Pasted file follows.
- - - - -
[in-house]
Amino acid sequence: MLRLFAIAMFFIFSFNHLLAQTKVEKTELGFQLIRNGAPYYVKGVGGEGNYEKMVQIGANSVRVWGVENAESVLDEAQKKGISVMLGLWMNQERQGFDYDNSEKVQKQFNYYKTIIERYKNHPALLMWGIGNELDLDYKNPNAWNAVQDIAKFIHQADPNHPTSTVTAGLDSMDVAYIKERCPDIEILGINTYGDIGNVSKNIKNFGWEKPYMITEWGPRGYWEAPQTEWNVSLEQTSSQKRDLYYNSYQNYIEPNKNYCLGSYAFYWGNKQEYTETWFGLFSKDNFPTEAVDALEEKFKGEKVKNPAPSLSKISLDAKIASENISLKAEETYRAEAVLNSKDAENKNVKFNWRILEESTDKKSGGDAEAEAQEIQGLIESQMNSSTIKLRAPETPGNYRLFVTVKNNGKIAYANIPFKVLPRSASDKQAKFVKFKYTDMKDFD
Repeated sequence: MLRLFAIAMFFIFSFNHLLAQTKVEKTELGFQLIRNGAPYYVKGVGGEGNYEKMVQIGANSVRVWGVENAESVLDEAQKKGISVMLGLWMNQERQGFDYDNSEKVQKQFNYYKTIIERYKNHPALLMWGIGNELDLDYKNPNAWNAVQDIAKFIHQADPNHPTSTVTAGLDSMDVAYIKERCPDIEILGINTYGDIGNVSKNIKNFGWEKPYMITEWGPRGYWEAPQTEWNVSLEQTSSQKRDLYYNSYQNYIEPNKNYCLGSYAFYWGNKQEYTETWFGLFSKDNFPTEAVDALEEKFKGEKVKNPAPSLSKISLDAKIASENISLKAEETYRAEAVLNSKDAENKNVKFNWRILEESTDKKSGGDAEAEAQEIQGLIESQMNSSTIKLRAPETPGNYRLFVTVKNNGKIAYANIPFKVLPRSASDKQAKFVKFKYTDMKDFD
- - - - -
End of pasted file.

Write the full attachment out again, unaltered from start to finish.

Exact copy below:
[in-house]
Amino acid sequence: MLRLFAIAMFFIFSFNHLLAQTKVEKTELGFQLIRNGAPYYVKGVGGEGNYEKMVQIGANSVRVWGVENAESVLDEAQKKGISVMLGLWMNQERQGFDYDNSEKVQKQFNYYKTIIERYKNHPALLMWGIGNELDLDYKNPNAWNAVQDIAKFIHQADPNHPTSTVTAGLDSMDVAYIKERCPDIEILGINTYGDIGNVSKNIKNFGWEKPYMITEWGPRGYWEAPQTEWNVSLEQTSSQKRDLYYNSYQNYIEPNKNYCLGSYAFYWGNKQEYTETWFGLFSKDNFPTEAVDALEEKFKGEKVKNPAPSLSKISLDAKIASENISLKAEETYRAEAVLNSKDAENKNVKFNWRILEESTDKKSGGDAEAEAQEIQGLIESQMNSSTIKLRAPETPGNYRLFVTVKNNGKIAYANIPFKVLPRSASDKQAKFVKFKYTDMKDFD
Repeated sequence: MLRLFAIAMFFIFSFNHLLAQTKVEKTELGFQLIRNGAPYYVKGVGGEGNYEKMVQIGANSVRVWGVENAESVLDEAQKKGISVMLGLWMNQERQGFDYDNSEKVQKQFNYYKTIIERYKNHPALLMWGIGNELDLDYKNPNAWNAVQDIAKFIHQADPNHPTSTVTAGLDSMDVAYIKERCPDIEILGINTYGDIGNVSKNIKNFGWEKPYMITEWGPRGYWEAPQTEWNVSLEQTSSQKRDLYYNSYQNYIEPNKNYCLGSYAFYWGNKQEYTETWFGLFSKDNFPTEAVDALEEKFKGEKVKNPAPSLSKISLDAKIASENISLKAEETYRAEAVLNSKDAENKNVKFNWRILEESTDKKSGGDAEAEAQEIQGLIESQMNSSTIKLRAPETPGNYRLFVTVKNNGKIAYANIPFKVLPRSASDKQAKFVKFKYTDMKDFD